Gameday Thread: Wild look to slow down Jets

If this keeps up this way, the Wild are going to get a serious Rodney Dangerfield complex, because they just can’t get no respect

Ask any talking head or stat junkie and they’ll tell you that the Wild are one of the worst teams in the league – that is, if they recognize that they’re even part of the NHL.

The talking heads will tell you that the Wild play a passive, defensive style of hockey. That they can’t score goals, that the only reason that they’re winning is because they’re riding strong goaltending, then dismiss the Wild and move on talk for 60 minutes about the fact that Sidney Crosby is still hurt.

They’ll talk about the fact that the Wild are fifth in the league in goals-against (64) and laud how great of a job the Wild’s goaltenders have done winning them hockey games because the Wild are 22nd in the league in goals for per game (2.50).

They’ll ignore, however, that the Wild are actually in the top half of the league in total goals for with 79. They’ll also ignore that the Wild have the seventh best goal differential in the league at plus-15.

They’ll talk about the fact that the Wild don’t have a “go-to” type player. That Kyle Brodziak is leading the Wild in goals and that Dany Heatley isn’t the same player that he was back inOttawa(never mind the fact that Heatley has a point in each of his last six games and his shooting percentage has climbed back into double digits).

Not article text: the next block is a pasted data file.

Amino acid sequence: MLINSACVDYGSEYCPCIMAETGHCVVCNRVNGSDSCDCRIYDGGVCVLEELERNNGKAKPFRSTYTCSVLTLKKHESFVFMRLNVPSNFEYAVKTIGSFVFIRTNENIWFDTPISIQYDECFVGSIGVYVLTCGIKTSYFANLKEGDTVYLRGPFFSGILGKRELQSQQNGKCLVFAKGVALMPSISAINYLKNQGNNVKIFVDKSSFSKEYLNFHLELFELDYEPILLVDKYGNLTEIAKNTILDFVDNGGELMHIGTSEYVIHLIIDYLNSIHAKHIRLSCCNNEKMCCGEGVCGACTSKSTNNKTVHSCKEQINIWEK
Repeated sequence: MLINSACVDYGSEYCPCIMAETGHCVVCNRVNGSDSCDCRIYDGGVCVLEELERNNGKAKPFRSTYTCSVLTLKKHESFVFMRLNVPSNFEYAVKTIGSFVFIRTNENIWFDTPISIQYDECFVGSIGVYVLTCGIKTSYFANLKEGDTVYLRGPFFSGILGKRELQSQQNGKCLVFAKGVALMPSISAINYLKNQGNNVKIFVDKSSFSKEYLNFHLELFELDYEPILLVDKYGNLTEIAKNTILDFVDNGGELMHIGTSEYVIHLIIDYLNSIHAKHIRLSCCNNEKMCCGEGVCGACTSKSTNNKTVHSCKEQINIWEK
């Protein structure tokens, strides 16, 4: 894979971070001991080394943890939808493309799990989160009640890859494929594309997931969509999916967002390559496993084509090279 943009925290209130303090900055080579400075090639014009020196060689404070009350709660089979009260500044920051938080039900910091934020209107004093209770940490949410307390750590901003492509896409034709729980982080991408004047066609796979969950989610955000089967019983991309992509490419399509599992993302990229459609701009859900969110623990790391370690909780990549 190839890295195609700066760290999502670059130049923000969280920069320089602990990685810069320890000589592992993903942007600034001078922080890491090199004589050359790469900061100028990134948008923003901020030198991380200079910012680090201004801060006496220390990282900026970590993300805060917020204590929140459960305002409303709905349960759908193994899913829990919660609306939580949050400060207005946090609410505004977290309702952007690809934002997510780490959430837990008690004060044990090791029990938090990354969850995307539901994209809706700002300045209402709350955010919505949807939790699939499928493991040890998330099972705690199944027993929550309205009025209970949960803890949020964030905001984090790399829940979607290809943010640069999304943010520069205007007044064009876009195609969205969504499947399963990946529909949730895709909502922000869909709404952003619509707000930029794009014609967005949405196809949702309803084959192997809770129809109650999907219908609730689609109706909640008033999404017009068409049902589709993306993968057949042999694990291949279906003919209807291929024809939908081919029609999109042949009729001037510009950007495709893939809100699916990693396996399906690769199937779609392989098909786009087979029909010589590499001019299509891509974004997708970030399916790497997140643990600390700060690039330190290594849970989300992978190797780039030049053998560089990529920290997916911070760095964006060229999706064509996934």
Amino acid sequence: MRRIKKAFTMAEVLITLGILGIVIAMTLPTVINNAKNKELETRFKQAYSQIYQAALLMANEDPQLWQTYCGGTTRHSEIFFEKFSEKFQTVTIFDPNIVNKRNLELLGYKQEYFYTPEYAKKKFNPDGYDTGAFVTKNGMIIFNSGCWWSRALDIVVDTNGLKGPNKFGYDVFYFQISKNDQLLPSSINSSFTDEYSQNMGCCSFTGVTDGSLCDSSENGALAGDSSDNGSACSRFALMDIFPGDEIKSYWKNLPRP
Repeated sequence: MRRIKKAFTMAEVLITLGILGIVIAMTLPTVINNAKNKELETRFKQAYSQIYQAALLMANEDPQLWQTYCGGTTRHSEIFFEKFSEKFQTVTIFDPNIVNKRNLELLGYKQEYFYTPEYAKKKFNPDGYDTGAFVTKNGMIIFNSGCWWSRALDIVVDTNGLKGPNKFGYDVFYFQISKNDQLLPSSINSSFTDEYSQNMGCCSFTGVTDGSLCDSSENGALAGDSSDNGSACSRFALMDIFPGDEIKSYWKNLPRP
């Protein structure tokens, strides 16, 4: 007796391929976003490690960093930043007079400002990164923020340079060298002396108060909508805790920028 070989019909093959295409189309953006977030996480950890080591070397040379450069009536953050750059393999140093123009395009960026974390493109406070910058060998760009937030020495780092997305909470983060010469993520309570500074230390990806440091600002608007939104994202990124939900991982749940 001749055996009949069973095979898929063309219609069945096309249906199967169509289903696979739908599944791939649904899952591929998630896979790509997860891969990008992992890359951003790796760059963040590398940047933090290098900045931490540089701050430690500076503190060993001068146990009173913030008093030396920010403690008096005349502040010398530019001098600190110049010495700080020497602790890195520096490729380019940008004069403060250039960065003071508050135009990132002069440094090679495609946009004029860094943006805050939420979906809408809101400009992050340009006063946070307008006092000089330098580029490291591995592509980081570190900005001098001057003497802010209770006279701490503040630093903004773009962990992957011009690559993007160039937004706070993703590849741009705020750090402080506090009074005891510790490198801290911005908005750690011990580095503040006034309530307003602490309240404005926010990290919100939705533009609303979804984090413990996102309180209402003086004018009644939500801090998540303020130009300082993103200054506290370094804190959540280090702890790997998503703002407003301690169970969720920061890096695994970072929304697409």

In fact, they’ll find every single reason why the Wild shouldn’t be winning hockey games, ignoring the fact that they still are winning hockey games.

The stat junkies will spout their metrics and their Corsi ratings. They’ll talk about how the Wild are terrible because they start more often than not in their own zone or that they’re defying logic because they play a lot of the game in their own zone.

They’ll tell us these things as if they’re revelations to those who watch Wild games on a regular basis when, in reality, we all know these things.

I don’t think any Wild fan is fooling themselves into thinking that the Wild are going to sustain this pace throughout the season. If they did, it would truly be a remarkable task because of the fact that their goalies are getting used and abused with the amount of shots they’re taking (Minnesota is 29th in the league in shots against per game).

But what is painfully obvious in every analysis of the Wild is that neither the talking heads nor the stat junkies are spending any appreciable time actually watching the Wild play.

Neither of these groups take into account the fact that the Wild underwent a significant makeover this off season.

Two of their key offensive components (Dany Heatley and Devin Setoguchi) are playing their first season alongside anyone other than themselves, while the Wild lost two other key components (Brent Burns and Martin Havlat) from their past teams.

What does that mean? Chemistry, of course.

On top of that, the Wild had to learn a brand new system (or, at least, those that didn’t play inHoustondid). That takes time. It takes time to get comfortable with the system and it takes time to stick with it when the going gets tough.

First, looking at the offensive components, Heatley and Mikko Koivu have combined for 13 points in the last six games. It looks a little like they’re starting to mesh, yeah?